THE NIGHTCLUB, AS we have envisioned it and as its name suggests, is a nocturnal venue. Where young men and women congregate, aided by alcohol and the latest music track, to dance in the night’s darkness. The following morning, usually a Sunday, is the designated period for nursing a hangover.
But such a concept also leaves out a fairly large cross-section of people. Teetotalers, early-risers, those who dislike late night dance parties or the damp smell of smoke in their hair, among others, have little to thrill them in the concept of a nightclub. Could we re-imagine things a little? Can we come up with something that retains the fun and energy of the nightclub, perhaps even its space, but which appeals to health-oriented youngsters and former clubbers who are no longer keen on late-night partying?
Satish Bhadra, the business and marketing head of the health and fitness start-up GymTrekker, was thinking along the same lines late last year. Like the company’s founders, he isn’t much of a fitness buff, but he believes they all balance it out with an aversion to alcohol. What this means, however, is that he has to sit through parties with nothing but a cola in hand. Last year, as a sober Bhadra sat through yet another party at a nightclub, he recalls thinking, ‘What could sober people do to have fun?’
And that’s when, he says, he had a brainwave: ‘How about a morning party?’
The morning party, in the last few years, has become a popular trend in several cities in the West. People dressed in sneakers and yoga pants wake up at the crack of dawn to hit a party. But unlike regular nightclub scenes, there are no drugs or even alcohol, only cereal and health drinks. The strongest stimulant is coffee. Some of them do yoga. But a lot of them simply party, just as they would at night, to, say, the latest EDM (electronic dance music) track. Dawntrekker, the morning party concept introduced by GymTrekker, is held once a month on a Sunday and focuses on a number of fitness routines. Activities like power yoga, hot yoga, zumba sessions to EDM, aerobics, Bokwa—a blend of hip- hop and step aerobics—and even the occasional bhangra occur simultaneously in different sessions, with patrons walking in and out of them, or resting with a glass of protein shake or juice, or some healthy nibble like an energy bar or bowl of cereal.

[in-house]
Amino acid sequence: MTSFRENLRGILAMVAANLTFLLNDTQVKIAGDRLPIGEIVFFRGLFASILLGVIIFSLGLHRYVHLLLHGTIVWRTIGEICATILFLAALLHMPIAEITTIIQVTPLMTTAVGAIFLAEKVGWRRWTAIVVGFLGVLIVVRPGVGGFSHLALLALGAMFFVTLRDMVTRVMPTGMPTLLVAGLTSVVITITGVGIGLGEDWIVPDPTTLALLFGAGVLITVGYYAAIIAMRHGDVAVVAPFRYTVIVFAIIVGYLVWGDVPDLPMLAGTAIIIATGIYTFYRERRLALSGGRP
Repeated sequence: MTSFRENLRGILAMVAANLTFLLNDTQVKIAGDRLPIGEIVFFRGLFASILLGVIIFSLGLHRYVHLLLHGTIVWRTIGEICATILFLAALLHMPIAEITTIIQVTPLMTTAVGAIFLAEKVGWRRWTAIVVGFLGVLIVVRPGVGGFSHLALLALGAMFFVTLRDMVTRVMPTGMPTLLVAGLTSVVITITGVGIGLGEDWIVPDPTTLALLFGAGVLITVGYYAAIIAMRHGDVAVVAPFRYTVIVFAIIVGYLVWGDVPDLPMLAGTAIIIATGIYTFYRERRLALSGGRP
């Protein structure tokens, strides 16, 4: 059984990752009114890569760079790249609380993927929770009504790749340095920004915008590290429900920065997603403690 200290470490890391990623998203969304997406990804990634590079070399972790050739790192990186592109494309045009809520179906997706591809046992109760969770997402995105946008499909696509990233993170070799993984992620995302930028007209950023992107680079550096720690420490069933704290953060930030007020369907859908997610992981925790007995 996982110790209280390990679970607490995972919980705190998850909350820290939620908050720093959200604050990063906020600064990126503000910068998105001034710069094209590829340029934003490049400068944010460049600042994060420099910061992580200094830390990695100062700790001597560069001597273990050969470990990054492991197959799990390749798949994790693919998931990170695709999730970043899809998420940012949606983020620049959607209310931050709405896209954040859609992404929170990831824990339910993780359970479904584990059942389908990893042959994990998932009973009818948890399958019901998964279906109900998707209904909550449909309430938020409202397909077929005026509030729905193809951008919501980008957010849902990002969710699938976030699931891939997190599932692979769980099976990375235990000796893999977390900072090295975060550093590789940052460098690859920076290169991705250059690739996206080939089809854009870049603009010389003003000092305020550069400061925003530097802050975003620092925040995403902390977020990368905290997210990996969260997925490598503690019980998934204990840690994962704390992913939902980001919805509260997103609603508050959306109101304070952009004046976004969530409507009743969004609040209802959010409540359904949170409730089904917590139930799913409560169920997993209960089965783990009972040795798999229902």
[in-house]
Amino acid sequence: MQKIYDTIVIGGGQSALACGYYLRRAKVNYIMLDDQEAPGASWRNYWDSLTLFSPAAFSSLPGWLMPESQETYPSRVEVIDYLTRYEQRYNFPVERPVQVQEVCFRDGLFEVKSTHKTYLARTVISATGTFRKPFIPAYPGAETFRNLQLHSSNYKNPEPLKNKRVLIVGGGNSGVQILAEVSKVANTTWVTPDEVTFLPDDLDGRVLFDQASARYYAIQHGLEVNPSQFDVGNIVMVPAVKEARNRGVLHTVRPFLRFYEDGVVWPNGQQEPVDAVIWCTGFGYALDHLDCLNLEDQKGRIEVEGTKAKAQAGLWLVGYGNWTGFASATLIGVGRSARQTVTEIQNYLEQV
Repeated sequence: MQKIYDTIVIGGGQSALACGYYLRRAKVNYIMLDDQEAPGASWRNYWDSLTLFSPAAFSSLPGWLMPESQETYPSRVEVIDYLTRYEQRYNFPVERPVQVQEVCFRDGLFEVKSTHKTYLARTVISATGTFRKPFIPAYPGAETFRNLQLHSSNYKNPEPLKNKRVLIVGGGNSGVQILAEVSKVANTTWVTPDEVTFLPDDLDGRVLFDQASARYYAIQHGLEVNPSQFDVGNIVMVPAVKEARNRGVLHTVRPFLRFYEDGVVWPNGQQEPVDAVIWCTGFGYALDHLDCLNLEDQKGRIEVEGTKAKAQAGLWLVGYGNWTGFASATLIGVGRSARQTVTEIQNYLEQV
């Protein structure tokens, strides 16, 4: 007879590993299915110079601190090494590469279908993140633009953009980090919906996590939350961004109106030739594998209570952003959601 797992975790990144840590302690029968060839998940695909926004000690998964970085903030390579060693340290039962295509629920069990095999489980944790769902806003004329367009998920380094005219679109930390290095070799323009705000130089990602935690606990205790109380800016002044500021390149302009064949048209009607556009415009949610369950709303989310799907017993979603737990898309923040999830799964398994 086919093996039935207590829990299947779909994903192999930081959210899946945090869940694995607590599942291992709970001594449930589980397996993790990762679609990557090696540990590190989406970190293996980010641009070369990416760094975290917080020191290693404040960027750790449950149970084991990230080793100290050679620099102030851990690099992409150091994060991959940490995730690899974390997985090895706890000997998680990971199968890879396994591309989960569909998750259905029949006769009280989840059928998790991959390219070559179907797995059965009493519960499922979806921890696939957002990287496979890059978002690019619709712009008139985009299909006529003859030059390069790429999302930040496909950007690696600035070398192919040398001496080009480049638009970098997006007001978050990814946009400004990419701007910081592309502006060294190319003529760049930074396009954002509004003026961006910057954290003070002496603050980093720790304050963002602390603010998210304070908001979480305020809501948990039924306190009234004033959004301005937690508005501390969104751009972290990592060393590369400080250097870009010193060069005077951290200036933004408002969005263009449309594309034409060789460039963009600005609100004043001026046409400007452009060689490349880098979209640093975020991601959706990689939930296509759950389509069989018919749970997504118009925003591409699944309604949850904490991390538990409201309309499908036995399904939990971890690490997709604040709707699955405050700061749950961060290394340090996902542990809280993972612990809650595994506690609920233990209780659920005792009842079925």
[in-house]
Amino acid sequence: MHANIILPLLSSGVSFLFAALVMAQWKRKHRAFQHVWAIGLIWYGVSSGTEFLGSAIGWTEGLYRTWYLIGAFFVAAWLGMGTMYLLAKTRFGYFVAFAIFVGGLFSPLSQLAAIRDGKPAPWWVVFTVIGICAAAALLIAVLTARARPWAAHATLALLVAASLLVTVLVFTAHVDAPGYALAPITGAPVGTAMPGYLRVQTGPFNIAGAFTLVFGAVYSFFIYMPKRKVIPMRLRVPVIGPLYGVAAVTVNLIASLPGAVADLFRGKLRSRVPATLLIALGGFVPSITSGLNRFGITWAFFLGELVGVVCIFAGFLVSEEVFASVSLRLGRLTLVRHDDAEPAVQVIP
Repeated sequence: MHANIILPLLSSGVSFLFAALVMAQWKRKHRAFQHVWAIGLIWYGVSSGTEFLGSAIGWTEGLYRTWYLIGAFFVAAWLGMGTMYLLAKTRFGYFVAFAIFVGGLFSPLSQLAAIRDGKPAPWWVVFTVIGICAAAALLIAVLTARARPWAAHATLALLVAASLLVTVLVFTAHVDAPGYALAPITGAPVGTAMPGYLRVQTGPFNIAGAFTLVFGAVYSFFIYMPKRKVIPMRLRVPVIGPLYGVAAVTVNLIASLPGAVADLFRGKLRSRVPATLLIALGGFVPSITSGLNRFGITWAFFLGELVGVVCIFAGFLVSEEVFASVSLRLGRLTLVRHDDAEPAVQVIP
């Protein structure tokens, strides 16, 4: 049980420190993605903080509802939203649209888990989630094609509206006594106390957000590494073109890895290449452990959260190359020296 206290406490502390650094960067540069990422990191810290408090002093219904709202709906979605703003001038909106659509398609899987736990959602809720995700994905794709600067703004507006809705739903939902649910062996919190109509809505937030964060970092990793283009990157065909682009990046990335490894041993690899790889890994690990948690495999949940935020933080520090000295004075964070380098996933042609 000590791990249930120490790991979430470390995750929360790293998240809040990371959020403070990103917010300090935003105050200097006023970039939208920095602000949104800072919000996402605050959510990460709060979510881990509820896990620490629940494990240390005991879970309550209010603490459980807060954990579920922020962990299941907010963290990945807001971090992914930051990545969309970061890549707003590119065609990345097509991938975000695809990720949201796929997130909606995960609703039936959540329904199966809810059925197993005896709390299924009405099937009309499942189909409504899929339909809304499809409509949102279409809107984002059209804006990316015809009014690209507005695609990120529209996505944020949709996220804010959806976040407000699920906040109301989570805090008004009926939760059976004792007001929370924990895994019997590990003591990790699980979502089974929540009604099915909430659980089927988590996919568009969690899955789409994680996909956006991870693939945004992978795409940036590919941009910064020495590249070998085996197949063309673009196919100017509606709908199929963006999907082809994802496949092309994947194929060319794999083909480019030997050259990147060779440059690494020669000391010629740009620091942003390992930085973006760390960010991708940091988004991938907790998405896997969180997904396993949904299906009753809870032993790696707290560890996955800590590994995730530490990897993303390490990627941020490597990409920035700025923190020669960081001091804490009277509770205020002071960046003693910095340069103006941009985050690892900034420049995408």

As a business idea, Gymtrekker realised there was much to get excited about. Not only would there be interest from a large section of people, from fitness enthusiasts to early-risers, this was also a slot—Sunday morning—that is rarely blocked and hence free from competition. “Most people sleep over a Sunday morning. There is just nothing to do,” Bhadra explains.
Once the idea was polished, Bhadra says, it was just a matter of creating enough buzz. Nightclub venues were easily available since the party was to be held off-hours. Fitness trainers from different fields were easy to convince since the company’s online portal already had them linked up. “You can party. You can meet people. Maybe you can even hook-up like in a nightclub,” says Bhadra. “Even parents won’t have an issue with a sober morning party.”
Dawntrekker hosts its parties once a month with tickets priced at Rs 500 each and invitations sent out by email. In the past few months, another company, Mingle, which runs co-working spaces in Mumbai through its concept Wonderise, has also begun to organise morning parties around dance and fitness.
Firoz Attarwala, a 27-year-old chartered accountant, began to attend Dawntrekker parties with his friends because he found the idea subversive. “It’s a real party thing,” he says. “Yet there are none of the vices that go with it. Just clean, good fun.” What he and his friends have discovered, he adds, is that the morning party has all the energy and inclusiveness of the nightclub scene, but also throws in a fitness regimen. “The concept sort of changes everything. Instead of, y’know, going to a party, getting hammered, maybe hooking up with someone or waking up with a hangover the next day,” he says, “here you go to the same nightclub, but in the morning. And instead, you are dancing or doing yoga. You may or may not meet someone. But you make new friends. And you definitely don’t have a hangover.”
Dawntrekker is changing things around with its next party, though. To be held on 1 May at a nightclub, this will be around fitness activities but it will take place in the evening—from 6 to 9 pm. Since the sale of alcohol is prohibited in Mumbai that day on account of Maharashtra Day celebrations, the organisers are holding what it is calling a ‘dry-day party’. After this bash, the next ones—to be held in Bengaluru and Pune— will again be thrown in the mornings.
“I think it’s incorrect to compare us with nightclubs and nightlife,” Bhadra says. “You could say we are creating a ‘morning life’.”